What is a bought deal?
It's when an investment bank commits to buy the entire securities offering of a client company – for example, all the shares in their initial public offering and take on the risk of selling them on to other investors. It's also known as a firm commitment.
Where have you heard about bought deals?
Although not that common in most capital markets, in Canada bought deals are standard practice, especially in its important energy markets. In fact, it is sometimes referred to as the Canadian advantage as companies are able to raise capital quickly without waiting for their shares to sell.
What you need to know about bought deals.
A bought deal reduces the financial risk for client companies because they are assured of raising the funds they need, and quickly. Instead, the investment bank shoulders all of the risk that the securities might not sell or might lose value before they are sold. For this reason, they often get a significant discount on the total price of the offering.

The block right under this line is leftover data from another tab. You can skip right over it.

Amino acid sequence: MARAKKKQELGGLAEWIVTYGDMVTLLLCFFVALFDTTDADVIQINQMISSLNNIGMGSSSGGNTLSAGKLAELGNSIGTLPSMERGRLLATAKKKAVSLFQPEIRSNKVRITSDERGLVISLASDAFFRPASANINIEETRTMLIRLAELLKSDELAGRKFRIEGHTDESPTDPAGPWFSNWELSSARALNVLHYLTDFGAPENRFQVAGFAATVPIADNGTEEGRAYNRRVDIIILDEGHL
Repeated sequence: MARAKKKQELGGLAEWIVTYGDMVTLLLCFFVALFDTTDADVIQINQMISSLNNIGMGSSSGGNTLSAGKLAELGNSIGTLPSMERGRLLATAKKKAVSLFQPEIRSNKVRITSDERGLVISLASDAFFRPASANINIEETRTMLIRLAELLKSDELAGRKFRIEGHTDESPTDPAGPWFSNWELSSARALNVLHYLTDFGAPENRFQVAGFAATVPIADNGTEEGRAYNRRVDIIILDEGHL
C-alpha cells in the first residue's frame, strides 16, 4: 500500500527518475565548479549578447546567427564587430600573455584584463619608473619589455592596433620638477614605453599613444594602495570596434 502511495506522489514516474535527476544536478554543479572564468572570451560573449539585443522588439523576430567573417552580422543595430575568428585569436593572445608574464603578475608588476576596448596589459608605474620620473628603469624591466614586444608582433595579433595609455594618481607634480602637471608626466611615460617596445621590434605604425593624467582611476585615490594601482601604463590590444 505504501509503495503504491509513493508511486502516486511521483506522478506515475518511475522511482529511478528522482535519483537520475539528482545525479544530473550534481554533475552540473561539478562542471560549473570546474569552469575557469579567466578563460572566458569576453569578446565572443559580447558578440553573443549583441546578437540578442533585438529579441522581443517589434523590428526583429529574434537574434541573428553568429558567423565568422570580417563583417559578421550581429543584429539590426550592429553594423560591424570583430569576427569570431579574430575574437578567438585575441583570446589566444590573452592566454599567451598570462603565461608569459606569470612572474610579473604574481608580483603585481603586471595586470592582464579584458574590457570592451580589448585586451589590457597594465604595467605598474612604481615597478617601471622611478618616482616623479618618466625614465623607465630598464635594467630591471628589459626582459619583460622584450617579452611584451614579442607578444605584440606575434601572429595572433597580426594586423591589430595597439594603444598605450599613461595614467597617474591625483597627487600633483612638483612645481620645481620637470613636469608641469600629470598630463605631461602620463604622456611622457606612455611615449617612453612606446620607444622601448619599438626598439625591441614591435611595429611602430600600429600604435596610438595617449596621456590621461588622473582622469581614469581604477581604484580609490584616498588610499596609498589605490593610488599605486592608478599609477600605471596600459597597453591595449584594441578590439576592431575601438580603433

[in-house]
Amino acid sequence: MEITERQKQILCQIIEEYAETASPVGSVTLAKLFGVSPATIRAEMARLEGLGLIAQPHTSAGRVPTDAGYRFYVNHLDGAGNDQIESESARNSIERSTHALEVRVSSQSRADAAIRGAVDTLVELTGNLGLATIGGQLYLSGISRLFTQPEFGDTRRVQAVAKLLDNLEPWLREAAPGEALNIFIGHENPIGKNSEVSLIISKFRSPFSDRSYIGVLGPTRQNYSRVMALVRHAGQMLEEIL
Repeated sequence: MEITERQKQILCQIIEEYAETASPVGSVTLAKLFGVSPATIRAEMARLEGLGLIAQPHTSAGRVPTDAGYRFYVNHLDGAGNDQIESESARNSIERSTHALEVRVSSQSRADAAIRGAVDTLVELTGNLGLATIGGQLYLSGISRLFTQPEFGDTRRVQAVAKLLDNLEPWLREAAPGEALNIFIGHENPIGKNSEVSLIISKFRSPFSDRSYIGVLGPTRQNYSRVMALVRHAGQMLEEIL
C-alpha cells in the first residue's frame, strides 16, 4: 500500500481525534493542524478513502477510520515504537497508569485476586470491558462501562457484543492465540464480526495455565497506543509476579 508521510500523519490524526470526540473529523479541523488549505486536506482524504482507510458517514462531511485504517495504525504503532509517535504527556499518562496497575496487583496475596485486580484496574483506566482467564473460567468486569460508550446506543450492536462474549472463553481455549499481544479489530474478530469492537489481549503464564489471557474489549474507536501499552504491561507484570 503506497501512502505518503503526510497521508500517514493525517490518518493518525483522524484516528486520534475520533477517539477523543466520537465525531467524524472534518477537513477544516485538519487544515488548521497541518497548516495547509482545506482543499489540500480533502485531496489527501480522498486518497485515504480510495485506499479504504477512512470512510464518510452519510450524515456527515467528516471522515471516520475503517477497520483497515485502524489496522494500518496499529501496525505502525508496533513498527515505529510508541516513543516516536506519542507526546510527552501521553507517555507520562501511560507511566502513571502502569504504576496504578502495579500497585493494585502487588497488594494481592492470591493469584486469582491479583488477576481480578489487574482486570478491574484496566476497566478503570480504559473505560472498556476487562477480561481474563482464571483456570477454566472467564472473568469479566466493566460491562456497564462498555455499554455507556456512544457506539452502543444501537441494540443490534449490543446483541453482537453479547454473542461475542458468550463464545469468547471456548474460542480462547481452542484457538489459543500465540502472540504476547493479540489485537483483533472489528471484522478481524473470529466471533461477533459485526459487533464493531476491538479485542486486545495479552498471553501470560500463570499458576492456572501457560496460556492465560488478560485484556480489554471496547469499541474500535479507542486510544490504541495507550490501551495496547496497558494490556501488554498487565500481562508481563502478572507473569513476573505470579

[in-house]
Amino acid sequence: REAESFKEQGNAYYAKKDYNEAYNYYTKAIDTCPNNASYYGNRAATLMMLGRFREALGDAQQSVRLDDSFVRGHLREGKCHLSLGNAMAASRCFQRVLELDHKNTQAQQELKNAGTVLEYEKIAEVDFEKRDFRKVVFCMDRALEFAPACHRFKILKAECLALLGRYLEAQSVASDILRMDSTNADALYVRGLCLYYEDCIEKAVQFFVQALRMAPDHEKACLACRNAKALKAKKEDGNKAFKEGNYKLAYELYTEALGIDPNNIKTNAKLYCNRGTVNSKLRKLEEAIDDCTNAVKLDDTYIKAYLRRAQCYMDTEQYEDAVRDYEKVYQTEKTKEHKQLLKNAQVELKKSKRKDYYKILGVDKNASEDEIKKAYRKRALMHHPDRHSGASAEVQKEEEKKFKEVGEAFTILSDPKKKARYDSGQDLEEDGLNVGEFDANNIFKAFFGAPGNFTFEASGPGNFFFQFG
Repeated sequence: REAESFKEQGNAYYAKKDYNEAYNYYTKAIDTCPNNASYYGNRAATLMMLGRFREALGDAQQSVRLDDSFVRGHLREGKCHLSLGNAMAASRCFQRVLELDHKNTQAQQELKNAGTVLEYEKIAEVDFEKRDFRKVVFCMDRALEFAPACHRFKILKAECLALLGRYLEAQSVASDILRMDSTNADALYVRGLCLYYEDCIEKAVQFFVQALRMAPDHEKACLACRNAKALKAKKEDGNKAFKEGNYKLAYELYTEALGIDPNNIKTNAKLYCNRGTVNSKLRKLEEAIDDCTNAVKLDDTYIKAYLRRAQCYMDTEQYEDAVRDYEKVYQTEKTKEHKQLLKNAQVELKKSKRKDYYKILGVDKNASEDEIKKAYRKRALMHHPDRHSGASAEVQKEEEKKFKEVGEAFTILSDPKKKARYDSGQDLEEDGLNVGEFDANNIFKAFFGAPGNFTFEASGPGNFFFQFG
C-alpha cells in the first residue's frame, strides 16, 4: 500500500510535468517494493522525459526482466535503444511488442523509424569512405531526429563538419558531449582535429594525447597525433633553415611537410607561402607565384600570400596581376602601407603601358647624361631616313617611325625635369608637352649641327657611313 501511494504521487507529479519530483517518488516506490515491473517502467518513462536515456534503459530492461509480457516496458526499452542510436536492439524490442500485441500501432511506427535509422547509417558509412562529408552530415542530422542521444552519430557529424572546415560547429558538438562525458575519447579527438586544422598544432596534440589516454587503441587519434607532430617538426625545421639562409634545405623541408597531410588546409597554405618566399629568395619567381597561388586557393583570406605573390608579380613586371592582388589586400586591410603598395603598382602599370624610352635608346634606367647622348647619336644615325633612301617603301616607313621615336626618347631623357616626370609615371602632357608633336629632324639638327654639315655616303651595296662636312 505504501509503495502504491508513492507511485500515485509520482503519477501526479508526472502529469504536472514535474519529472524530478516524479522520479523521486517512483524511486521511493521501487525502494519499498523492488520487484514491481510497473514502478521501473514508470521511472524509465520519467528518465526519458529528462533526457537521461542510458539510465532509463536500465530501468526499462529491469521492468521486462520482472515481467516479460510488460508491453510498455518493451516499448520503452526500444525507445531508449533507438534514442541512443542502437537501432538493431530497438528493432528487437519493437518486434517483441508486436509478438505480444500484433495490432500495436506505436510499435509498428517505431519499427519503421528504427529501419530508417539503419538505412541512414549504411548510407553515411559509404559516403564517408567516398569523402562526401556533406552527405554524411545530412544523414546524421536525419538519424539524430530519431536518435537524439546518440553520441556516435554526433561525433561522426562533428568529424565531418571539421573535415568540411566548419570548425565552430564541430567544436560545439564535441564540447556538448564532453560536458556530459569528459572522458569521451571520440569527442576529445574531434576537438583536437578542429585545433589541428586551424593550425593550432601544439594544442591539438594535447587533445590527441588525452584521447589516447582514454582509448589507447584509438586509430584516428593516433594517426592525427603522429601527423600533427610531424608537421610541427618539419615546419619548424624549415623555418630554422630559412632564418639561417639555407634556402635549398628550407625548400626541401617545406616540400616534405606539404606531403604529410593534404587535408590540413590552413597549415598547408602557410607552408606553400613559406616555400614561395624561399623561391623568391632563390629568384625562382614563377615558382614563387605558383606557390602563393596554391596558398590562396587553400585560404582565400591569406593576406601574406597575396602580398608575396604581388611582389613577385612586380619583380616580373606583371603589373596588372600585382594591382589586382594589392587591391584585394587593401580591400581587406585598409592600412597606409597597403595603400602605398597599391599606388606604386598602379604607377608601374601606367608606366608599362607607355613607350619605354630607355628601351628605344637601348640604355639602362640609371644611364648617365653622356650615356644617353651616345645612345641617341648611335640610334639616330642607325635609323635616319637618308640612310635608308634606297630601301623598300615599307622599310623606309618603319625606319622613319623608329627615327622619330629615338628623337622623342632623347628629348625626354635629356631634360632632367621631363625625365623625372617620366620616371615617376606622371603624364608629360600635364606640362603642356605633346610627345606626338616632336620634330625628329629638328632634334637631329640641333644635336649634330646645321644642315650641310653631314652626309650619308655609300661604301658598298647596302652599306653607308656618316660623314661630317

The difference between the price the investment bank pay for the shares and the price they sell them for ends up as their profit or alternatively their loss. The client company meanwhile could potentially end up making a loss on their shares if the IPO opening price ends up being higher.
For a large offering several investment banks may team together in a syndicate to mitigate the risk.
Find out more about bought deals.
In contrast to bought deals, in best effort deals the underwriter promises to make their best attempt to sell the shares but are not bound to buy the entire offering.